In this section, a series of instances are given to show that HACO is more efficient and stable than classical software and ACO. In order to ensure the demands of DPs are not more than the vehicle capacity, we need to enumerate some instances. In this paper, the daily demands are set as 1/10 of corresponding demands of the database.
As we know, Lingo is a representative classical optimization software tool. Thus we used
Comparisons between HACO and Lingo.
Instance name  Perl 183 
Gaskell 67 
Gaskell 67 


CPU time  Cost  CPU time  Cost  CPU time  Cost  
Lingo  523 s  715392  >1 hour  ∖  >1 hour  ∖ 
HACO  24.5 s  709152  44 s  32691202  99 s  31550446 
Each instance was run 50 times by HACO and ACO with their optimized parameters values, respectively; the results are shown in Tables
Optimal objective function values of two algorithms (CNY).
Instance name  Algorithm  Mean  Std. dev.  C.V. 

Significance test 

Perl 183 
ACO  711347.1  6979.11  0.0098  1.6838  0.048 
HACO  709237.9  5454.48  0.0077  
Gaskell 67 
ACO  31929818.3  627210.66  0.0196  1.7118  0.045 
HACO  31718084.1  609606.04  0.0192  
Gaskell 67 
ACO  3288921.3  43585.25  0.0133  1.6602  0.050 
HACO  3275052  39868.81  0.0122  
Perl 183 
ACO  285145.3  3779.15  0.0133  1.8391  0.034 
HACO  283831.6  3351.00  0.0118  
Christofides 69 
ACO  419695.8  4948.15  0.0118  2.5020  0.007 
HACO  417298.6  4627.32  0.0111  
Perl 183 
ACO  486011.0  4503.39  0.0093  1.8080  0.037 
HACO  484424.1  4270.44  0.0088  
Christofides 69 
ACO  458235.6  6387.00  0.0139  1.6796  0.048 
HACO  456441.6  5317.70  0.0117 
Iterations of two algorithms (times).
Instance name  Algorithm  Mean  Std. dev.  C.V. 

Significance test 

Perl 183 
ACO  193.32  78.70  0.4071  0.6323  0.264 
HACO  183.90  70.04  0.3808  
Gaskell 67 
ACO  191.34  86.36  0.4513  0.7831  0.218 
HACO  180.70  43.32  0.2397  
Gaskell 67 
ACO  254.44  76.84  0.3020  0.2012  0.421 
HACO  251.84  49.42  0.1962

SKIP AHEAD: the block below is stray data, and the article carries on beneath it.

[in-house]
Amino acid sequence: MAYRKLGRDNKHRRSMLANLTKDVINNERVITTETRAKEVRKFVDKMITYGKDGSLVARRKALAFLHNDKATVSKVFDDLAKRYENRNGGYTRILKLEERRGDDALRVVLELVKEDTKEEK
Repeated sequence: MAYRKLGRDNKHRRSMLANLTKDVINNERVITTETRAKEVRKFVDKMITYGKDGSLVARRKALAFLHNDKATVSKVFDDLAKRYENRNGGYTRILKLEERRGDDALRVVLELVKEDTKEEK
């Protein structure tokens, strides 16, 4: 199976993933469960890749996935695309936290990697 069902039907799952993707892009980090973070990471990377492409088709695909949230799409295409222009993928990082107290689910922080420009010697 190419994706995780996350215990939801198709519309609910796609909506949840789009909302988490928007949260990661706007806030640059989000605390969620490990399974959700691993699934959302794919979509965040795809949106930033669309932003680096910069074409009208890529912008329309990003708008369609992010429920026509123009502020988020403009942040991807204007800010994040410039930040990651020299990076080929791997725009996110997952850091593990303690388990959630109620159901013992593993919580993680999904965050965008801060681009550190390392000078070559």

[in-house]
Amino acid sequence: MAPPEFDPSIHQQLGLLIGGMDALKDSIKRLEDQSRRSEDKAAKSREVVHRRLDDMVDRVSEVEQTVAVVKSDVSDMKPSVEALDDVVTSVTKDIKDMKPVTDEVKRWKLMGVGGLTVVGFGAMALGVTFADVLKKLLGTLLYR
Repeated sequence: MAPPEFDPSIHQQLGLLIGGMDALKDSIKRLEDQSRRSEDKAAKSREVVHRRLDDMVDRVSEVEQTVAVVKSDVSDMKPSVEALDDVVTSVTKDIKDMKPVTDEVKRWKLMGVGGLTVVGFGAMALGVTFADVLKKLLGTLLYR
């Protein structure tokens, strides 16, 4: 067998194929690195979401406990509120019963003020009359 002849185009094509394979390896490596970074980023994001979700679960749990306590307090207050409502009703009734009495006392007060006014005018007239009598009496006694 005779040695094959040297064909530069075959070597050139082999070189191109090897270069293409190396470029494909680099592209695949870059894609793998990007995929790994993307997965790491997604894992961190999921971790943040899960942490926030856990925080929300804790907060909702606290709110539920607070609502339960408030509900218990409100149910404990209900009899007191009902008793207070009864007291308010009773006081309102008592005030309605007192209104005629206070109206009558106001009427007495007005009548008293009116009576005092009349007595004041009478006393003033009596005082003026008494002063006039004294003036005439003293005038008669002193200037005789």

Perl 183 
ACO  241.74  77.29  0.3197  0.1000  0.460 
HACO  240.46  47.33  0.1968  
Christofides 69 
ACO  245.24  79.10  0.3226  1.2340  0.110 
HACO  229.92  62.30  0.2710  
Perl 183 
ACO  247.18  94.89  0.3839  0.4355  0.332 
HACO  240.80  65.75  0.2730  
Christofides 69 
ACO  248.06  97.18  0.3918  0.2627  0.397 
HACO  244.08  65.48  0.2681 
According to Table
Observe, from Tables
By improving pheromone updates and bee colony searching, we improve the solution quality of the algorithm and make it useful as a guide for the ant searching process. Observed from the results of numerical simulations, HACO can get better result with a fewer number of iterations. Hence, comparing with ACO, HACO is adopted as a better approach in solving this LIRP with MQDR.
With the development of ecommerce, customers’ return keeps a high rate with MQDR, which can be reentered into markets after being repackaged or recovered. In this research, we built a closedloop LIRP model considering both quality defect returns and nondefect returns; we call it MQDR in this paper. We perform an extensive computational study and observe the following interesting results.
Considering MQDR are computationally beneficial for the formulation presented, the MQDR and closedloop pattern with returns are features of the proposed problem in ecommerce, which is never considered in previous work.
Since the evolutionary computation algorithm has been proved successfully in tackling NPhard problem, a hybrid algorithm is proposed by combining ACO algorithm and ABC algorithm to solve the LIRP. HACO integrated the scout bee searching phase into the ACO to improve the global searching ability.
The performance of HACO is evaluated by using the instances in the LRP database, and HACO outperforms ACO on convergence, optimal solution, and computing stability. This numerical study shows the efficiency and effectiveness of the solution method.
However, developing other elements for the LIRP will lead to further research directions. And analyzing the model under the dynamic demand of customs and a timevarying demand can be a valuable subject. The design of experiments and verification by discrete dynamics simulation should be established. Fruit fly optimization algorithm (FOA) as one of the best EC algorithms has attracted the attention of various researchers [
The authors declare that there is no conflict of interests regarding the publication of this paper.
This work was supported by the National Natural Science Foundation of China (nos. 71171093,71471073, and 71571082) and selfdetermined research funds of CCNU from the colleges’ basic research and operation of MOE (nos. CCNU14Z02016 and CCNU15A02046).